—Yvonne Tew, Georgetown University Law Center [Editor’s note: This is one of our biweekly I-CONnect columns. For more information about our four columnists for 2020, please click here.] On December 1, 2020, the United Kingdom Government published draft legislation to repeal the Fixed-term Parliaments Act 2011, which would revive the prerogative power to dissolve Parliament.
—Theodore Konstadinides, Professor of Law, University of Essex The Miller / Cherry legal battle last week lingered between the tectonic plates of the political and the legal. It was three days of carefully defined legal terms, extended and masterful advocacy combined with awkward pauses, grimaces of disbelief, and phrases that baffled non-lawyers. Both prior and
[Editor’s Note: In this installment of I•CONnect’s Book Review Series, Alexander Hudson reviews Mark Elliott, Jack Williams & Alison L Young (eds.), The UK Constitution After Miller: Brexit and Beyond (Hart 2018).] –Alexander Hudson, Max Planck Institute for the Study of Religious and Ethnic Diversity, Fellow Group “Comparative Constitutionalism” In a very timely volume, Mark Elliot, Jack Williams,
—David R. Cameron, Professor of Political Science and Director of European Union Studies, Yale University Two years have passed since British voters decided, by a 52-48 margin, to leave the EU. More than 15 months have passed since the UK informed the EU of its intention to leave. More than a year has passed since
—Tom Gerald Daly, Fellow, Melbourne Law School; Associate Director, Edinburgh Centre for Constitutional Law [Editor’s note: This is one of our biweekly I-CONnect columns. Columns, while scholarly in accordance with the tone of the blog and about the same length as a normal blog post, are a bit more “op-ed” in nature than standard posts. For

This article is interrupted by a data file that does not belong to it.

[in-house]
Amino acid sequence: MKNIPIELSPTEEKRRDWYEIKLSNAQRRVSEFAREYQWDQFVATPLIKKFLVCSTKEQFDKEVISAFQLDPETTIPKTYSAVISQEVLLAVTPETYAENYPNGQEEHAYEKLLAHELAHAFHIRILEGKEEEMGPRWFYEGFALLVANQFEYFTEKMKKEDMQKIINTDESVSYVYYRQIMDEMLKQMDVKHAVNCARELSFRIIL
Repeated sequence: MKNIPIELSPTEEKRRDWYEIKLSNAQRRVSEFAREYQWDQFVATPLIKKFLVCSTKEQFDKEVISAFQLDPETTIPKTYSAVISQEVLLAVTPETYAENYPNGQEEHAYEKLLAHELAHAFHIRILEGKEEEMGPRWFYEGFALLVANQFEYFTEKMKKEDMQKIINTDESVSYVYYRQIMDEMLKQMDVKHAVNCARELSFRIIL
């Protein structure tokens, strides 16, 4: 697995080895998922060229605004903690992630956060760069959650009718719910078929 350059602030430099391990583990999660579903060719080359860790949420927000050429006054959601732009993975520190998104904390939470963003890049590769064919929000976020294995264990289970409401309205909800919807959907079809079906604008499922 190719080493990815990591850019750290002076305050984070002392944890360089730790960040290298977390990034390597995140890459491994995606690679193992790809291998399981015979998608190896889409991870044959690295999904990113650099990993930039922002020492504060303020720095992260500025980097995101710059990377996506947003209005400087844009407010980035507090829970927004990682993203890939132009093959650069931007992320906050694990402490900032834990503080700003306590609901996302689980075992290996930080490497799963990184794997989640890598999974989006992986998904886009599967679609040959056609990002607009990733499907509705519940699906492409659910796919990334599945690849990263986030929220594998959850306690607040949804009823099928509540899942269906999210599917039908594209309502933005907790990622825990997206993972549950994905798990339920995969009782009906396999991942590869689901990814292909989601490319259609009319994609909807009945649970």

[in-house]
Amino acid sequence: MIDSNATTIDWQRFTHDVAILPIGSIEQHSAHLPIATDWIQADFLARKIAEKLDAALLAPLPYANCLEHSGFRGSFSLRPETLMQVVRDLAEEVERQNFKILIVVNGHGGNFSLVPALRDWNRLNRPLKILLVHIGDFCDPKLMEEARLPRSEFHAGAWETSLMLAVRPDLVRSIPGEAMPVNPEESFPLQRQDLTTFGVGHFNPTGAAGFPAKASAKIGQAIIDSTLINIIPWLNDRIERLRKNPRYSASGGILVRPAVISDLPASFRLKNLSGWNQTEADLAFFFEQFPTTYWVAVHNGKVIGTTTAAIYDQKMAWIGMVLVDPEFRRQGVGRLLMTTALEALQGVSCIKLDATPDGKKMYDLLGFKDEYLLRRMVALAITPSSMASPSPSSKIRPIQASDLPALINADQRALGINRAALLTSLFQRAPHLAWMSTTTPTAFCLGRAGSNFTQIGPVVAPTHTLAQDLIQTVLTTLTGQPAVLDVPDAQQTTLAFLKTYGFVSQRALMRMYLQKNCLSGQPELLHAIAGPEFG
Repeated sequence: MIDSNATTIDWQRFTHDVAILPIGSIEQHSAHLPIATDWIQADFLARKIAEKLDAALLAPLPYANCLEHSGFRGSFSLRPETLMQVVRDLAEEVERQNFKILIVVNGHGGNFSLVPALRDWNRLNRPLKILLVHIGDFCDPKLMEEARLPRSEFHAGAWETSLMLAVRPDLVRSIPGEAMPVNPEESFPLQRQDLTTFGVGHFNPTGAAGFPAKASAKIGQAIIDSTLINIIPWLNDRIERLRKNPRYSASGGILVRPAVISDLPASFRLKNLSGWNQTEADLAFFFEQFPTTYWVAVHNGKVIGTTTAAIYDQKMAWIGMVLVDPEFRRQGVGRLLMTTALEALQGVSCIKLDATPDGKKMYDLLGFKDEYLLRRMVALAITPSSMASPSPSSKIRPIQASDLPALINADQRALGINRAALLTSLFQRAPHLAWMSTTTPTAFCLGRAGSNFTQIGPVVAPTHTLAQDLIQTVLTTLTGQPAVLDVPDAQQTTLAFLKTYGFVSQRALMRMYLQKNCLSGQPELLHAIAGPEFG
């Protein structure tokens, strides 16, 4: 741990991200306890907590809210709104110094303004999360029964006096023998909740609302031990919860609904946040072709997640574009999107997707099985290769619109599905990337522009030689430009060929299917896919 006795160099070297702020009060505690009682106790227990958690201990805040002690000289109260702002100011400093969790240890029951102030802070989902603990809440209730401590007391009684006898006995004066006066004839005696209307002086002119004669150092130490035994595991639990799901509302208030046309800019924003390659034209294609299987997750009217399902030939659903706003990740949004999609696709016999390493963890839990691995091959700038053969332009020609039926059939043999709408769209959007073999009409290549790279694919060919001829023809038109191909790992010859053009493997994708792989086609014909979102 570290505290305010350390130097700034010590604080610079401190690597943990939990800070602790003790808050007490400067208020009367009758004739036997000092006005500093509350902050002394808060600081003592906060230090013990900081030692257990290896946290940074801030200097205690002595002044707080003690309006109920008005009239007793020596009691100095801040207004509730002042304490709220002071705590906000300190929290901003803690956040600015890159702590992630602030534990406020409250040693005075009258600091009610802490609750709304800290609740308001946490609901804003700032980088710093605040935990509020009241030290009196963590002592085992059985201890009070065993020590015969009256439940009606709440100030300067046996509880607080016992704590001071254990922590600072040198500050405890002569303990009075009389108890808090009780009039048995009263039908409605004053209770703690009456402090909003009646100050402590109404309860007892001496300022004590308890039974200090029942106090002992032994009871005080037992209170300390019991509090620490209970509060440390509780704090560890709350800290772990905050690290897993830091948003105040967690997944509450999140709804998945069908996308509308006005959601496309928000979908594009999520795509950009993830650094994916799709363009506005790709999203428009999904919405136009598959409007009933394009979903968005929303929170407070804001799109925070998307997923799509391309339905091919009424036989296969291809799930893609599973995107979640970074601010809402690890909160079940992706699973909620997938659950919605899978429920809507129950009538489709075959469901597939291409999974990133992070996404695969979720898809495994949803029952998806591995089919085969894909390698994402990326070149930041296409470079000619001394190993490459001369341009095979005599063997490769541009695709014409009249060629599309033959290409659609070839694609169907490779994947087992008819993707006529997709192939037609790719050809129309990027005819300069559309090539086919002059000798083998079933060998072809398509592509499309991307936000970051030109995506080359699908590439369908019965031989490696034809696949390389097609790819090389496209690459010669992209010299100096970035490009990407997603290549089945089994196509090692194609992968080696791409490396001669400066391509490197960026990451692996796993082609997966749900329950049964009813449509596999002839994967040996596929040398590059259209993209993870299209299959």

I-CONnect Symposium: The Independence Vote in Catalonia–Sovereignty Referendums: Constitutionalism in Crisis?
[Editor’s Note: This is the fourth entry in our symposium on Sunday’s independence vote in Catalonia. We are grateful to our convener, Professor Zoran Oklopcic, for assembling an outstanding group of scholars to bring our readers helpful context and analysis during this important moment for the region. The introduction to our symposium is available here.] —Stephen Tierney, Professor of
We invited Thomas Streinz,* Fellow at the Institute for International Law and Justice, NYU School of Law, to contribute a Guest Editorial to our Journal. Taking Joseph Weiler’s recent Editorial, “The Case for a Kinder, Gentler Brexit”, as its starting point, Mr Streinz argues that the principle of “sincere cooperation” requires the Union and a
—Antonios Kouroutakis, Assistant Professor, IE University The referendum of June 23rd 2016 and the majority vote in favour of Brexit led British constitutional law into uncharted territories as Paul Craig has accurately said. The constitutional order of the United Kingdom is being overwhelmed by a paradox. Although it is governed by the principle of parliamentary
—Samuel Issacharoff, NYU School of Law [Editor’s Note: This post is part of the joint I-CONnect/Verfassungsblog mini-symposium on populism and constitutional courts. An introduction to the symposium can be found here.] A discussion of courts and populism begs for definitional boundaries. While courts are generally institutionally confined, the same cannot be said for populism, a
Of the Politics of Resentment and European Disintegration: Are the European Peoples Ready to Keep Paddling Together? Part I
—Tomasz Tadeusz Koncewicz, Professor of Law and Director of the Department of European and Comparative Law at the University of Gdańsk, Poland* The Politics of Resentment. What is in a Name? It is trite to say that today “resentment” sweeps across Europe. Yet beyond this sweeping statement, the concept itself, its consequences and modus operandi, are